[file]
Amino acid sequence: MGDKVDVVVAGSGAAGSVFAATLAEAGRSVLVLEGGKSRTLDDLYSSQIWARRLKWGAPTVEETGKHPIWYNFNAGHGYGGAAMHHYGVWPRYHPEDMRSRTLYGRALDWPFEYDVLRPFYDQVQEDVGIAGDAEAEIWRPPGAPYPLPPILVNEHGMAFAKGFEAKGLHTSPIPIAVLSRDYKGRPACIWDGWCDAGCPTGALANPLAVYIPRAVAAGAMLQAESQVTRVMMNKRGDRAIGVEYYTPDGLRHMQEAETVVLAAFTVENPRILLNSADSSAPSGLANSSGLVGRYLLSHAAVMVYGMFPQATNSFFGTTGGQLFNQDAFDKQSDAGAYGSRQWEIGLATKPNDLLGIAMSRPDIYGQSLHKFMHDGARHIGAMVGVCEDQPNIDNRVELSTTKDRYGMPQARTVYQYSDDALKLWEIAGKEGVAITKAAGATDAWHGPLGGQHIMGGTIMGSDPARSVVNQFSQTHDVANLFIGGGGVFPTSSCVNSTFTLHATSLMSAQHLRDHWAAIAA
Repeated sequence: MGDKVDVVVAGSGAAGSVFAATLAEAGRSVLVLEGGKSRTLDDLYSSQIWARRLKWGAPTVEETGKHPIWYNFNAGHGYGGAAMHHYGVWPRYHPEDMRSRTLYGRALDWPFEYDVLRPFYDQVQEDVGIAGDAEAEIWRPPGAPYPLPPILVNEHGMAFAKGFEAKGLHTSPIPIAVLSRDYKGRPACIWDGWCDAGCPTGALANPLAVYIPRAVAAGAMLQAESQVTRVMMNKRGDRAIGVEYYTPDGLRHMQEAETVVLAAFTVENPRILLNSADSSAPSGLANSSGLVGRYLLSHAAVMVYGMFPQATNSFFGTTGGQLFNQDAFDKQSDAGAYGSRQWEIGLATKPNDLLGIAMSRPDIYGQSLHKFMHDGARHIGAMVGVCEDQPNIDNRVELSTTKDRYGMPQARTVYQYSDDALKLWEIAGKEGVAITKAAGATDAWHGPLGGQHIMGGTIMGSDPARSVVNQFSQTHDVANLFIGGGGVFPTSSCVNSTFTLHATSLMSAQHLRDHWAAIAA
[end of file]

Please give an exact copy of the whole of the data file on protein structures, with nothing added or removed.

Amino acid sequence: MGDKVDVVVAGSGAAGSVFAATLAEAGRSVLVLEGGKSRTLDDLYSSQIWARRLKWGAPTVEETGKHPIWYNFNAGHGYGGAAMHHYGVWPRYHPEDMRSRTLYGRALDWPFEYDVLRPFYDQVQEDVGIAGDAEAEIWRPPGAPYPLPPILVNEHGMAFAKGFEAKGLHTSPIPIAVLSRDYKGRPACIWDGWCDAGCPTGALANPLAVYIPRAVAAGAMLQAESQVTRVMMNKRGDRAIGVEYYTPDGLRHMQEAETVVLAAFTVENPRILLNSADSSAPSGLANSSGLVGRYLLSHAAVMVYGMFPQATNSFFGTTGGQLFNQDAFDKQSDAGAYGSRQWEIGLATKPNDLLGIAMSRPDIYGQSLHKFMHDGARHIGAMVGVCEDQPNIDNRVELSTTKDRYGMPQARTVYQYSDDALKLWEIAGKEGVAITKAAGATDAWHGPLGGQHIMGGTIMGSDPARSVVNQFSQTHDVANLFIGGGGVFPTSSCVNSTFTLHATSLMSAQHLRDHWAAIAA
Repeated sequence: MGDKVDVVVAGSGAAGSVFAATLAEAGRSVLVLEGGKSRTLDDLYSSQIWARRLKWGAPTVEETGKHPIWYNFNAGHGYGGAAMHHYGVWPRYHPEDMRSRTLYGRALDWPFEYDVLRPFYDQVQEDVGIAGDAEAEIWRPPGAPYPLPPILVNEHGMAFAKGFEAKGLHTSPIPIAVLSRDYKGRPACIWDGWCDAGCPTGALANPLAVYIPRAVAAGAMLQAESQVTRVMMNKRGDRAIGVEYYTPDGLRHMQEAETVVLAAFTVENPRILLNSADSSAPSGLANSSGLVGRYLLSHAAVMVYGMFPQATNSFFGTTGGQLFNQDAFDKQSDAGAYGSRQWEIGLATKPNDLLGIAMSRPDIYGQSLHKFMHDGARHIGAMVGVCEDQPNIDNRVELSTTKDRYGMPQARTVYQYSDDALKLWEIAGKEGVAITKAAGATDAWHGPLGGQHIMGGTIMGSDPARSVVNQFSQTHDVANLFIGGGGVFPTSSCVNSTFTLHATSLMSAQHLRDHWAAIAA